Photographer Vasilina Vrublevskaya on her first digital fashion experience, art and fantasy
Born and raised in Ukraine, Vasilina Vrublevskaya’a work is all about sensual strength, mostly shot on film. Vasilina’s projects span art, fashion and documentary. She has collaborated with the magazines such as Vogue, Harper’s Bazaar, L’Officiel, Elle, Rolling Stone. Exclusively for DRESSX Vasilina created a shoot with the young ballet dancers wearing digital clothes from the DRESSX art collection dedicated to the famous French artist Edgar Degas.
Interview by Olga Sushko
The theme of the Venice Architecture Biennale 2021 raises a question about the future generations: “How will we live together?”. How do you see the future of our planet, say in 100 years? What are we doing right, and what should be done differently?
In the future, I see more and more comfort, but less freedom. Speaking about consumption, we are racing at a breakneck speed towards the abyss. Resources are running out, and the new ways of energy production are not efficient enough to meet our needs. The fashion industry’s environmental impact is terrifying. I am very excited to observe how digital clothing takes over a part of the functions of physical fashion and reduces our real wardrobes.
Has your outlook changed over the past year?
It has changed, but it is difficult to say if it was influenced by the situation in the world. I have always loved the life of an introvert, but I prefer it as a personal choice, not when I am forced to live so. I began to value the freedom to make decisions on my own even more, much more, over the recent year.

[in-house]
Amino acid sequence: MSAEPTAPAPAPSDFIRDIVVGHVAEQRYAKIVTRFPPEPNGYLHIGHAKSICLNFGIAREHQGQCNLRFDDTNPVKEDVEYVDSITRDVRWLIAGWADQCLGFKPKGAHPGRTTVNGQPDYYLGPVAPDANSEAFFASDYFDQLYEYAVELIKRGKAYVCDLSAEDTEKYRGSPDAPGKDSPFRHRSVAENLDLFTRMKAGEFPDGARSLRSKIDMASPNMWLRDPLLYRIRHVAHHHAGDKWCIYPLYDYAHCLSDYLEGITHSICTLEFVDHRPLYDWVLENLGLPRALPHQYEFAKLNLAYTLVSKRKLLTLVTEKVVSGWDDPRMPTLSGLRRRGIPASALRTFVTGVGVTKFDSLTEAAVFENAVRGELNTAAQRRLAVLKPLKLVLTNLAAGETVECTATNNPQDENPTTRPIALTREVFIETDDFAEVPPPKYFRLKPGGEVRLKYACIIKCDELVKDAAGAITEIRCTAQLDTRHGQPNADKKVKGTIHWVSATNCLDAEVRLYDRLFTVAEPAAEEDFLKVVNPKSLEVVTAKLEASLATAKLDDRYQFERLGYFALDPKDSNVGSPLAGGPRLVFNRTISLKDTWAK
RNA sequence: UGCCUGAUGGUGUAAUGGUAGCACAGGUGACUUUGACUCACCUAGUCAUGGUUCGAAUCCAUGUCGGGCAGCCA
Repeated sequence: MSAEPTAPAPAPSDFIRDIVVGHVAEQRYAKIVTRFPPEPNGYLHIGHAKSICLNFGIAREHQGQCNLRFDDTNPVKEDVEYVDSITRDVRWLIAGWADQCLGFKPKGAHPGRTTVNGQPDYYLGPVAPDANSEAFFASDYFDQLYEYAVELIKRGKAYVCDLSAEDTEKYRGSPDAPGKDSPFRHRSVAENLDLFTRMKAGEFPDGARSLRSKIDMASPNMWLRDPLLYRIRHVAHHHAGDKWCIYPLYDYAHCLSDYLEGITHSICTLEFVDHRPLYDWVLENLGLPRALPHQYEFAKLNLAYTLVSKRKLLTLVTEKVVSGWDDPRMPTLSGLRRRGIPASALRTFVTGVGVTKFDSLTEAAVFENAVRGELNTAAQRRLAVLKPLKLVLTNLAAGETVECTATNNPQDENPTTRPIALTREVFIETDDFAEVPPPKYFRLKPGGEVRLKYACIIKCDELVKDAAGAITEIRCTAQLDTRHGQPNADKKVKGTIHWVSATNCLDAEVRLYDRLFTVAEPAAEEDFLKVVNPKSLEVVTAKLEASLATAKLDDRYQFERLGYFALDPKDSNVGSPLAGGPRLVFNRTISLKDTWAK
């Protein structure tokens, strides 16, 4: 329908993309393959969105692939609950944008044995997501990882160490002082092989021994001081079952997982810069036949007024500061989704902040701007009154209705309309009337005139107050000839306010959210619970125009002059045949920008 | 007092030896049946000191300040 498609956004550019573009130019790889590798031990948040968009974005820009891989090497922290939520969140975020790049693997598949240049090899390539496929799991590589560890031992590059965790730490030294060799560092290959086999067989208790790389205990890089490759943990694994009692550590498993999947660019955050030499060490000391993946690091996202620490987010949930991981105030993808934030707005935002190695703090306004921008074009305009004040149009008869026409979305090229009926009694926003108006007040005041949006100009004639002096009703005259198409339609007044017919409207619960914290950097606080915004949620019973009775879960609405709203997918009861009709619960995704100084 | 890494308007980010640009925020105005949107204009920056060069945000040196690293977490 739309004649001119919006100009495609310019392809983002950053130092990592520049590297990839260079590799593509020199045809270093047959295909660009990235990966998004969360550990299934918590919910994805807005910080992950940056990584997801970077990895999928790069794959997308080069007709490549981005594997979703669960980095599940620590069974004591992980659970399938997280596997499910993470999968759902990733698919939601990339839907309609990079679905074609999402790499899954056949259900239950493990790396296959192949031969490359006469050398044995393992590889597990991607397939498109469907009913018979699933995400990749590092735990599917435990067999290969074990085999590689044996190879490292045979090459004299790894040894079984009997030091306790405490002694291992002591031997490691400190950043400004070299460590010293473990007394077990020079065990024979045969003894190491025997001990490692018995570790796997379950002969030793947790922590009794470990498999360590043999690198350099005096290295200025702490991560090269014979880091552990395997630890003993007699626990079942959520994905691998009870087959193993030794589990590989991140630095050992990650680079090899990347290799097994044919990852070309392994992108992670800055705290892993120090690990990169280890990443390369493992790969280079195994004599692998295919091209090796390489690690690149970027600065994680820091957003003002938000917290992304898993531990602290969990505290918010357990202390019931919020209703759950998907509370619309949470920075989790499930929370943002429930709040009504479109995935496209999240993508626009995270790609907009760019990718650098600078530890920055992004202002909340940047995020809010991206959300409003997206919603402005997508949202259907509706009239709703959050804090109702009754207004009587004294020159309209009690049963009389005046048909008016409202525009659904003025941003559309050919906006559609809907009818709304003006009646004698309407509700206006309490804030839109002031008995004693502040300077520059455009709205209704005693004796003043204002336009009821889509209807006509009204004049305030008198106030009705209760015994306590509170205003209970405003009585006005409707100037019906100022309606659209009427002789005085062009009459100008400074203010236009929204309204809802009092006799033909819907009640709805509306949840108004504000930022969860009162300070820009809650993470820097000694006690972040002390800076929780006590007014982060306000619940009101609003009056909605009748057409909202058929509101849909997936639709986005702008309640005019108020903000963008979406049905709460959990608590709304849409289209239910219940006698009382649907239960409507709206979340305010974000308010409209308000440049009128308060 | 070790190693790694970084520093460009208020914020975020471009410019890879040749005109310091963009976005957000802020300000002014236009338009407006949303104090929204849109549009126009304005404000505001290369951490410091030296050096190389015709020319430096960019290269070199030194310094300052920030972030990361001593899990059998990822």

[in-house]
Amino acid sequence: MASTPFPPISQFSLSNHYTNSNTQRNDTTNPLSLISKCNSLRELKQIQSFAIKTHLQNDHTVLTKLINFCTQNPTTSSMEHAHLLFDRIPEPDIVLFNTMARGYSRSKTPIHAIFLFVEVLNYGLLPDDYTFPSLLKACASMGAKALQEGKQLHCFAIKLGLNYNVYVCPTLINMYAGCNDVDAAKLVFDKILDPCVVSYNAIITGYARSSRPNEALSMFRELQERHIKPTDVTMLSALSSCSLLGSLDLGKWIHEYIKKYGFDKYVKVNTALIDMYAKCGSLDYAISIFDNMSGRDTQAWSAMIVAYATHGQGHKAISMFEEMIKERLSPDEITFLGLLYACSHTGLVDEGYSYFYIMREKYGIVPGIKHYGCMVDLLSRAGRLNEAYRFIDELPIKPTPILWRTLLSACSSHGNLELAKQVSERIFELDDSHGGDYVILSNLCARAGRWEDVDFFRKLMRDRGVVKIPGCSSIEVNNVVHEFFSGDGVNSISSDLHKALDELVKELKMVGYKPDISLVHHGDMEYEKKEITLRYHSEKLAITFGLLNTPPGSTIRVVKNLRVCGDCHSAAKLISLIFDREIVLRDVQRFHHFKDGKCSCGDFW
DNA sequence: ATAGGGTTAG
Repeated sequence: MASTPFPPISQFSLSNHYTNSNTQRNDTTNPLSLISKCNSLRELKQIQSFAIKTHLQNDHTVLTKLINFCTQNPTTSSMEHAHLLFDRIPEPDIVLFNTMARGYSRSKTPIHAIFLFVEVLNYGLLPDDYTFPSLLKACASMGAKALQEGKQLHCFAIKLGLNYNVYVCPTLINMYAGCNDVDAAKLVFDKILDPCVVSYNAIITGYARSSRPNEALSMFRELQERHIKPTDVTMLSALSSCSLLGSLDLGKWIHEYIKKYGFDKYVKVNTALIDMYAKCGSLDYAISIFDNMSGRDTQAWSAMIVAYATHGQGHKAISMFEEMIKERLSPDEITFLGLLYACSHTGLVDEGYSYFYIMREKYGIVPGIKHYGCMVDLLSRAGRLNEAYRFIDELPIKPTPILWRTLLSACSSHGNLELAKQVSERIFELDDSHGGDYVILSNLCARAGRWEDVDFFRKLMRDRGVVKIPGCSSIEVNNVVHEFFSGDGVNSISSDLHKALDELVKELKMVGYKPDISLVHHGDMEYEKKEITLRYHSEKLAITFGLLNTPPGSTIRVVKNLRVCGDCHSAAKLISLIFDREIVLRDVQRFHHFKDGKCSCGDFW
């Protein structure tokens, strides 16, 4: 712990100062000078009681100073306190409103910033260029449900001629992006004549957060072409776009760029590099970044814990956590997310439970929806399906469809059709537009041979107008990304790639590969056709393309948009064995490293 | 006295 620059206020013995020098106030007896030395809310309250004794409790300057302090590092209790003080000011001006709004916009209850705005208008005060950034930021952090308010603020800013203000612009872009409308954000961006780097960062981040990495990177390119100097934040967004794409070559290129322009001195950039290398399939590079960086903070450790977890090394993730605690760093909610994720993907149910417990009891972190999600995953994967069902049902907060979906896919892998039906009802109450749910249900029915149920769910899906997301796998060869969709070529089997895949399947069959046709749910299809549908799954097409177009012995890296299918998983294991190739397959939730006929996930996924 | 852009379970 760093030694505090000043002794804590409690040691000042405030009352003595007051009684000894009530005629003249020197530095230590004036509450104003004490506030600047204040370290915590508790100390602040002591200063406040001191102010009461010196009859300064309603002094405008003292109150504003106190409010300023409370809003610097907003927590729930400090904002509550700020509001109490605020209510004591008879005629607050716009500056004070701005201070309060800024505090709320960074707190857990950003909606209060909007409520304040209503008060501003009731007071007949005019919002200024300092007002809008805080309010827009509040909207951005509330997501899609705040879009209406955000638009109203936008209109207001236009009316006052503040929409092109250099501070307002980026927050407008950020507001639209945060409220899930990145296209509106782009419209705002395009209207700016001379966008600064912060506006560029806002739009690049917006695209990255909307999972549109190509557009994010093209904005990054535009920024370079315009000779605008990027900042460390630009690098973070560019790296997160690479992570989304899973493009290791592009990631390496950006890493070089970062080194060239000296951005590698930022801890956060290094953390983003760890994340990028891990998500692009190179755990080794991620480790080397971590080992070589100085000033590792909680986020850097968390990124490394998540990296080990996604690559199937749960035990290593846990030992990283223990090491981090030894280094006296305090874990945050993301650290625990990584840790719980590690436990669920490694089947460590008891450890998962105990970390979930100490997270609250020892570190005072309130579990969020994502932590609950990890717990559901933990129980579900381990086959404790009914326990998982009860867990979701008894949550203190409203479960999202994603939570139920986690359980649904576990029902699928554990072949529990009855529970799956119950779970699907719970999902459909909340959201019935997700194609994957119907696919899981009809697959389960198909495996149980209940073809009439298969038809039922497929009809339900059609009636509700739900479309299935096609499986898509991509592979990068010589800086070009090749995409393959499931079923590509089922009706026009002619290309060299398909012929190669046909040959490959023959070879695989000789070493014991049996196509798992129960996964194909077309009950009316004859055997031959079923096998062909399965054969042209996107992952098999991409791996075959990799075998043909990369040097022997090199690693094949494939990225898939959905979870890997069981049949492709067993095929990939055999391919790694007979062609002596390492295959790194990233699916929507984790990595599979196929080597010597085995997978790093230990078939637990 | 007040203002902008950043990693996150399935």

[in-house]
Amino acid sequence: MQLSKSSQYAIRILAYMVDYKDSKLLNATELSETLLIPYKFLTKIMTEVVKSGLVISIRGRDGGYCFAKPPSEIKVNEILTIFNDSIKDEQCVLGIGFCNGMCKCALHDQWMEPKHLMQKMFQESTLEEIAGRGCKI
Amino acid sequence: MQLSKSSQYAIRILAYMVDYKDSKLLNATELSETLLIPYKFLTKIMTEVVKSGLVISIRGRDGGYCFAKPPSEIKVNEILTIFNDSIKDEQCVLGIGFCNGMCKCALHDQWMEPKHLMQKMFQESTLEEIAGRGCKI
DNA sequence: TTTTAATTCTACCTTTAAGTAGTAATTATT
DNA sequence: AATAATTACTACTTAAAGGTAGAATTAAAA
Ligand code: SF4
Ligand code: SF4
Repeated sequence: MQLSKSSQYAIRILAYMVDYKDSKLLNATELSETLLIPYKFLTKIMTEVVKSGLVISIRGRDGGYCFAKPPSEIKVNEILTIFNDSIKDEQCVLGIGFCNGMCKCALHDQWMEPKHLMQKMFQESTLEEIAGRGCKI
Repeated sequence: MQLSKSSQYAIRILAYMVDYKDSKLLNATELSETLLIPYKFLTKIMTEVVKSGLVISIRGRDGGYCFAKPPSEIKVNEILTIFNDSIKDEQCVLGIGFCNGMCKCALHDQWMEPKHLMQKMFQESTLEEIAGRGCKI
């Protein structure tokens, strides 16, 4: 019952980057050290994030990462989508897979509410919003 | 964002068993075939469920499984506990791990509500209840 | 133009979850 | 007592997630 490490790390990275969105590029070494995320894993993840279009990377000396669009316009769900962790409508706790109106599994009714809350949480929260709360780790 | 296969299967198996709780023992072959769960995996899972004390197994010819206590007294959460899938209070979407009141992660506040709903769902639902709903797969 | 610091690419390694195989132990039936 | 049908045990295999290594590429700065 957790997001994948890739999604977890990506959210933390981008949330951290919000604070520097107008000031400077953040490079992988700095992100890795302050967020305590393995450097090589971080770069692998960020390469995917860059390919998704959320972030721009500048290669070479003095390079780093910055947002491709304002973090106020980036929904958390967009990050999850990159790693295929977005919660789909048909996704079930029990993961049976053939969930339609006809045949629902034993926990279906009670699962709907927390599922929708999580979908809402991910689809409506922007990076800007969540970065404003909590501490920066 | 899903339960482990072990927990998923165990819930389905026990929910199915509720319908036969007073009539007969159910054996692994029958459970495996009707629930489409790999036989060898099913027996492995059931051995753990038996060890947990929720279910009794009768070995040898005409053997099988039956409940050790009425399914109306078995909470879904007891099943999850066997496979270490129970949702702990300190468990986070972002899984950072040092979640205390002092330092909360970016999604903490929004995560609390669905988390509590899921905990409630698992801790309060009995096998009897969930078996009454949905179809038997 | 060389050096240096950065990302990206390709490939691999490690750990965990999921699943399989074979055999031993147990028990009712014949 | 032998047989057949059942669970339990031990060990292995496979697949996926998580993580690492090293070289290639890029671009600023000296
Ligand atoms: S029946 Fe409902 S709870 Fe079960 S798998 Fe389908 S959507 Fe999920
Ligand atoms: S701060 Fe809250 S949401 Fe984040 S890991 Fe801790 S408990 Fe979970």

This is your first experience with digital clothing. What do you think about the idea of the virtual apparel and the project we did together?
I think that digital clothing is a great option when it comes to buying expensive couture dresses, wearing new looks everyday, or saving finances. Digital fashion allows a wide space for fantasy and in general, it is a great entertainment tool that does no harm to the environment.
The project we did for DRESSX was my first experience with digital clothing - a little unusual, but very interesting to see how the image changes with the help of 3D clothes.
Film camera or digital camera?
Leather or silk?
Long hair or short hair?
Tea or coffee?
Opera or ballet?
Color photo or b&w?
Manual or automatic trasmission?
Los Angeles or New York?
Brunettes or blondes?
Book or movie?
Art collections are the vital part of DressX value proposition - the artists and projects are carefully selected by Olga Sushko, art curator at DRESSX.